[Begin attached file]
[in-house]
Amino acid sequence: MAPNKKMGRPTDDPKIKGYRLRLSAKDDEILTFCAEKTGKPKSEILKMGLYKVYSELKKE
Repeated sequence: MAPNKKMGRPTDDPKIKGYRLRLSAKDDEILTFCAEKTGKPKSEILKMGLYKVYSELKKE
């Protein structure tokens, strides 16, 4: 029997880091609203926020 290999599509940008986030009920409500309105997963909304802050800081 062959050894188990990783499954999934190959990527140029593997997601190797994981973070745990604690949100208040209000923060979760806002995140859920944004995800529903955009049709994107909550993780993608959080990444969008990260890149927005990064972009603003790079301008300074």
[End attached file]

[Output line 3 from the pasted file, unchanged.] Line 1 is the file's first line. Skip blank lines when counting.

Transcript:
Repeated sequence: MAPNKKMGRPTDDPKIKGYRLRLSAKDDEILTFCAEKTGKPKSEILKMGLYKVYSELKKE